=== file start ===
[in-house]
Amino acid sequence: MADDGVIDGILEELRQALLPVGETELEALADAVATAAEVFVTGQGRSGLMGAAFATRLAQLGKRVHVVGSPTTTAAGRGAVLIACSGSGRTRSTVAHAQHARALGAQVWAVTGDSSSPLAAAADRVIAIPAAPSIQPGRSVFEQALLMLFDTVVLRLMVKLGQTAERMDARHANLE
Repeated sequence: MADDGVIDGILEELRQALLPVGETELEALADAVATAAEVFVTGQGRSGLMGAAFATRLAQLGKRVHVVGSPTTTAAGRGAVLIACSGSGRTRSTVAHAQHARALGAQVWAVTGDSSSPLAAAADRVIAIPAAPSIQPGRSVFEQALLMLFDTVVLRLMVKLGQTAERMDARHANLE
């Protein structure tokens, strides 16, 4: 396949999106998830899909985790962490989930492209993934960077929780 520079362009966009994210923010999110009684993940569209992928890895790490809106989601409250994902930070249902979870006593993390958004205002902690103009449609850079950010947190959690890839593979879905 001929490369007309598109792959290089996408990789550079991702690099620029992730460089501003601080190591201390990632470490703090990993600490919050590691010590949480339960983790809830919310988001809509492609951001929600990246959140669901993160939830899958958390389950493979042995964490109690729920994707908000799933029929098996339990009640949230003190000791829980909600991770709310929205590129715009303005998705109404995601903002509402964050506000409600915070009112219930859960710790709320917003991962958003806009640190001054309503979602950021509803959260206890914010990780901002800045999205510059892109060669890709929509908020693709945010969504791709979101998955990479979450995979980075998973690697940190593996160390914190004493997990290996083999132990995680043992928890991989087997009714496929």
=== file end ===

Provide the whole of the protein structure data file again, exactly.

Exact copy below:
[in-house]
Amino acid sequence: MADDGVIDGILEELRQALLPVGETELEALADAVATAAEVFVTGQGRSGLMGAAFATRLAQLGKRVHVVGSPTTTAAGRGAVLIACSGSGRTRSTVAHAQHARALGAQVWAVTGDSSSPLAAAADRVIAIPAAPSIQPGRSVFEQALLMLFDTVVLRLMVKLGQTAERMDARHANLE
Repeated sequence: MADDGVIDGILEELRQALLPVGETELEALADAVATAAEVFVTGQGRSGLMGAAFATRLAQLGKRVHVVGSPTTTAAGRGAVLIACSGSGRTRSTVAHAQHARALGAQVWAVTGDSSSPLAAAADRVIAIPAAPSIQPGRSVFEQALLMLFDTVVLRLMVKLGQTAERMDARHANLE
């Protein structure tokens, strides 16, 4: 396949999106998830899909985790962490989930492209993934960077929780 520079362009966009994210923010999110009684993940569209992928890895790490809106989601409250994902930070249902979870006593993390958004205002902690103009449609850079950010947190959690890839593979879905 001929490369007309598109792959290089996408990789550079991702690099620029992730460089501003601080190591201390990632470490703090990993600490919050590691010590949480339960983790809830919310988001809509492609951001929600990246959140669901993160939830899958958390389950493979042995964490109690729920994707908000799933029929098996339990009640949230003190000791829980909600991770709310929205590129715009303005998705109404995601903002509402964050506000409600915070009112219930859960710790709320917003991962958003806009640190001054309503979602950021509803959260206890914010990780901002800045999205510059892109060669890709929509908020693709945010969504791709979101998955990479979450995979980075998973690697940190593996160390914190004493997990290996083999132990995680043992928890991989087997009714496929």